I love the press of letters in thick paper,
the roughness sizzles my fingers
with centuries of craft embedded in pulp old rags,
my hands caress the leather of old bindings
crumbling like ancient gentlemen.
In this day of technology and rapid information service and growth many decry the soon extinction of the book. Ah, but when someone handles and, as the author of the above work states, caresses a fine rare book, one does not easily look to its demise. Books are wonders. They are thoughts distributed to the world. They are invitations to new possibilities and new horizons. Technology does not take this away, it merely supplements it.
Special Collections has wondrous examples of the power of the book, as presenter of ideas and as art. Special Collections’ foundational collection, SC-01, was a gift from rare-book collector William Sanford Akin. His immense gift of thousands of books that are worth hundreds of thousands of dollars was given in the memory of his dear friend, V. Raymond Edman. This collection contains one of the most extensive collections of English dictionaries by Samuel Johnson in the country along with hundreds of editions of Bunyan’s Pilgrim’s Progress. This collection is a rich resource for the college.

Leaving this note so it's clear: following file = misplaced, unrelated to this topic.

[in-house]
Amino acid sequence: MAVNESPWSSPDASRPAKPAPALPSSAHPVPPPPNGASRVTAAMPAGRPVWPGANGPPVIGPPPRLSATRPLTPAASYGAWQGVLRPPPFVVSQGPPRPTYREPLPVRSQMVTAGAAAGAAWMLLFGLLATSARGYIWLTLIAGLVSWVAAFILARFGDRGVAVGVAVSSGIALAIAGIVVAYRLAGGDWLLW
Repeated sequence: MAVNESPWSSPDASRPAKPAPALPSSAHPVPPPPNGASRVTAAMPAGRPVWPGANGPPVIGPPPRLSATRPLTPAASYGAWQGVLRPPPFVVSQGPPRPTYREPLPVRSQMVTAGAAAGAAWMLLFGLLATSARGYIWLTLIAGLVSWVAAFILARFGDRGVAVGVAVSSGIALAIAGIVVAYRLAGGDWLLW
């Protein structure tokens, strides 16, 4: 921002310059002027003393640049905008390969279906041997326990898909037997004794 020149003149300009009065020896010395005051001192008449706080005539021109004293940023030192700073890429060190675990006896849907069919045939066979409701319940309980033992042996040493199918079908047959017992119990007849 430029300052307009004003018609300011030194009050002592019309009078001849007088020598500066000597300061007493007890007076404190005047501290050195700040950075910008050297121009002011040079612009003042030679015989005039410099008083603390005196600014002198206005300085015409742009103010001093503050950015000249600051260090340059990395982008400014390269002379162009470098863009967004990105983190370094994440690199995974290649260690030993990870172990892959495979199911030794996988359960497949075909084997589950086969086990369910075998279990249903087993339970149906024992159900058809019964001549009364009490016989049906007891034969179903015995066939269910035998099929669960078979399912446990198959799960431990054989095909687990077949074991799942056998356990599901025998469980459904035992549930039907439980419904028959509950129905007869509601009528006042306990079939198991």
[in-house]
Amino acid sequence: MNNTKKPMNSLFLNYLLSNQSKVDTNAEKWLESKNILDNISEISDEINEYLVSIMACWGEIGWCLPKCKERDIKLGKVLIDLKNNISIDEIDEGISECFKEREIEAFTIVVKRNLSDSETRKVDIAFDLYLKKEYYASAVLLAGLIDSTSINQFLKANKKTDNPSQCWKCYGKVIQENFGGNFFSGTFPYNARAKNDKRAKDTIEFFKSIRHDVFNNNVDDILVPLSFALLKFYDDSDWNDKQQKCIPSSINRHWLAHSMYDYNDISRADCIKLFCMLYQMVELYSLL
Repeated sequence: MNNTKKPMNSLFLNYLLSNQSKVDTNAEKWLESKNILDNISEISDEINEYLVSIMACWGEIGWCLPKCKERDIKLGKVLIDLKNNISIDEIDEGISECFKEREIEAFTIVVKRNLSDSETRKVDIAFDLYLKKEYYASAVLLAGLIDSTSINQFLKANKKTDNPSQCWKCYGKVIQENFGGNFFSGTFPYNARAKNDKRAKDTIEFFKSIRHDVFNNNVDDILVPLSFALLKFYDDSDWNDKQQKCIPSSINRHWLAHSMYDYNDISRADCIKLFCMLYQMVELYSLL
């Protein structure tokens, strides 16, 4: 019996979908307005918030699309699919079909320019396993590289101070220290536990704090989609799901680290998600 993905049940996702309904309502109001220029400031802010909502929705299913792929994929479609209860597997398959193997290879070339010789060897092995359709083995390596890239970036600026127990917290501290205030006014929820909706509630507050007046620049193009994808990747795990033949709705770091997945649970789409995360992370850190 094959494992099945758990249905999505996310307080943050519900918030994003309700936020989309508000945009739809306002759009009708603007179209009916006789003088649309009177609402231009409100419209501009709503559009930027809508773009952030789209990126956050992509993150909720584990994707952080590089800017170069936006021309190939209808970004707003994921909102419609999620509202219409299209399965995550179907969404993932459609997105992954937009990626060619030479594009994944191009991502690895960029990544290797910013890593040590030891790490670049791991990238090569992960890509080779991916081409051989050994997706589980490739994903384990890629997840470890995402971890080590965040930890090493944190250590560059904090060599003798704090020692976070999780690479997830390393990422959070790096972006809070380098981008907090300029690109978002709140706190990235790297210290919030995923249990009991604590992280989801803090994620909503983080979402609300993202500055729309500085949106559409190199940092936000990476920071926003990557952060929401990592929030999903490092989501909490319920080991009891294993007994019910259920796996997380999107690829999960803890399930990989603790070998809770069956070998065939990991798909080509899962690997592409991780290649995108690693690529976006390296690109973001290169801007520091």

Another collection worthy of attention is the general Rare Book collection, SC-10. In this collection we have a treasure trove of unique items. The earliest item in our holdings is Operationes in psalmos by Martin Luther and published in 1519. This work was written while Luther was still within the Roman church struggling for reform and before he made his historic statement at the Diet of Worm in 1521, “Here I stand, I can do no other.” Another Luther item is Philipp Melancthon’s oration at Luther’s funeral. This is bound together with four sermons that Luther gave just prior to his death. Both were printed in Wittenberg in 1546, the year Luther died.
Is the book dead? By no means! Despite statements that books are soon to be ephemeral, the book is a symbol of longevity. Western culture is intrinsically tied to the written work, especially as exemplified in the book and its legacy of constancy is welcome in today’s world. Will communication methods change, certainly, as they have for centuries. However, there is nothing like caressing the “leather of old.” I’d urge you to visit the Special Collections and see the abundant storehouse of rare books awaiting you.